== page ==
αι as in “aisle”
ει as in “eight”
οι as in “oil”
υι as in “quick”
αυ as in “cow”
ευ as in “feud”
ου as in “soup”
Some of these diphthongs are considered to be short diphthongs. These do not require as much time to “shape” or “define” the sound:
αι, οι, υι and αυ
Other diphthongs are considered to be long diphthongs. These need more time to construct and properly define the sound:
ει, ευ and ου
Just as it is important to learn how to pronounce the letters correctly, it is also important to pronounce the words correctly. But in order to pronounce a Greek word correctly it is helpful to break it down into its syllables. This is called “syllabification,” and there are two ways you can learn it.
The first method is to recognize that Greek words syllabify in basically the same manner as English words do. Therefore, if you “go with your feelings,” you will syllabify Greek words almost automatically. Practice reading 1 John chapter 1.
The second way is to learn some basic syllabification rules. It is important that you master the process of syllabification in order to pronounce the words consistently, thus making it much easier to memorize them.
- There is one vowel (or diphthong) per syllable.
ἀ κη κό α μεν (from ἀκούω, I hear, I listen; 6x out of 191 occurrences). See John 4:42, Acts 6:11, Acts 6:14, 1 John 1:1, 1 John 1:3, 1:5.
μαρ τυ ροῦ μεν (from μαρτυρέω, I witness, I testify; 4x out of 76 occurrences). See John 3:11, 1 John 1:2, 4:14, 3 John 1:12.
Therefore, there are as many syllables as there are vowels/diphthongs.
- A single consonant by itself (not a consonant cluster — a consonant cluster is two or more consonants in a row) goes with the vowel that follows it.
ἑ ω ρά κα μεν (from ὁράω, I see, 5 x out of 684 occurrences). See John 3:11, 20:25, 1 John 1:1, 1:2, 1:3.
ἐ θε α σά με θα (from θεάομαι, I behold, I look upon, 2x out of 23 occurrences). See John 1:14, 1 John 1:1.
If the consonant is the final letter in the word, it will go with the preceding vowel.
- Two consecutive vowels that do not form a diphthong are divided.
ἐ θε α σά με θα (from θεάομαι, I behold, I look upon, 2x out of 23 occurrences).
- A consonant cluster that cannot be pronounced together is divided, and the first consonant goes with the preceding vowel. [One way to check whether a consonant cluster can be pronounced together is to see whether those consonants ever begin a word. For example, you know that the cluster στcan be pronounced together because there is a word σταυρόω (to crucify, 46 occurrences). Although the lexicon may not show all the possible clusters, it will show you many of them.]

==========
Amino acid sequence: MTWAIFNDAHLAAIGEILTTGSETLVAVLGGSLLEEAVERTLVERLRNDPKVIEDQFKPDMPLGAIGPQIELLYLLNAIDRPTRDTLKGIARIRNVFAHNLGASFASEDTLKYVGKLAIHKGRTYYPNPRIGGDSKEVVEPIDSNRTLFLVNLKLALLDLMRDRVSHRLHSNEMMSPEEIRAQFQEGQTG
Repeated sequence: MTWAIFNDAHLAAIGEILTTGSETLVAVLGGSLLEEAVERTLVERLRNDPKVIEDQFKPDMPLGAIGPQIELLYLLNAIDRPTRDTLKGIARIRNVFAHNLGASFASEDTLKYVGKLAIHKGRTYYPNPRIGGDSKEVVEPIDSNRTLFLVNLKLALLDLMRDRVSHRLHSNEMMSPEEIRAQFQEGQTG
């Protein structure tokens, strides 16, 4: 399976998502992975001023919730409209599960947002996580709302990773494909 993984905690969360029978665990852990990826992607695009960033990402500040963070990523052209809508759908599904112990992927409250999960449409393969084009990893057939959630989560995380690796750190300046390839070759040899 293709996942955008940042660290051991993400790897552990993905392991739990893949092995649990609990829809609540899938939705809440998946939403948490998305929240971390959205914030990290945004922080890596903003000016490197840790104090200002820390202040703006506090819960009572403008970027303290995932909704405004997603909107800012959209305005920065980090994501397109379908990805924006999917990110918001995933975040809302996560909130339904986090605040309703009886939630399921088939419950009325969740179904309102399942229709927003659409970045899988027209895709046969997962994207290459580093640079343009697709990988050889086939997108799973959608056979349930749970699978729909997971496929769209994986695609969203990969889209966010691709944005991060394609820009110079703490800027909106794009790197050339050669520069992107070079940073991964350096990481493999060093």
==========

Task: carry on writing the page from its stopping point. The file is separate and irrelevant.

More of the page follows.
ἔμ προ σθεν (preposition/adverb: in front, before the face, 56 occurrences).
See Matthew 5:16 (prep), “let your light shine before men”.
Luke 19:4 (adv), “he ran on ahead and climbed”.
ἀρ χῆ (noun, beginning, 56 occurrences). See John 1:1, “In the beginning was the Word”.
ἄγ γελος (noun, angel, messenger, 176 occurrences). See Acts 12:8, “And the angel said to him, “Dress yourself and put on your sandals.””.
- A consonant cluster that can be pronounced together goes with the following vowel.
Χρι στός (noun, Anointed One, the Messiah, the Christ, 538 occurrences) See Matt. 1:16, “who is called the Messiah.”
γρα φή (noun, a writing, passage of scripture, the scriptures, 51 occurrences). See Mark 15:28 “And the scripture was fulfilled, which says”.
This includes a consonant cluster formed with μ or ν.
ἔ θνε σιν (from ἔθνος, ους, τό, a race, people, the Gentiles, 163 occurrences). See Matt. 6:32, “For the Gentiles eagerly seek all”.
πνεῦ μα (wind, breath, spirit, 383 occurrences). See Matt. 3:16, “and he saw the Spirit of God”.
- Double consonants are divided. [A double consonant is when the same consonant occurs twice in a row.]
ἀ παγ γέλ λο μεν (from ἀπαγγέλλω, to report, bring a report, announce, 47 occurrences). See 1 John 1:2, “and testify and proclaim to you”.
παρ ρη σί α (confidence (bold resolve), leaving a witness that something deserves to be remembered (taken seriously), 31 Occurrences). See Mark 8:32, “the matter plainly. And Peter”.
- Compound words are divided where joined. [Compound words are words made up of two distinct words.]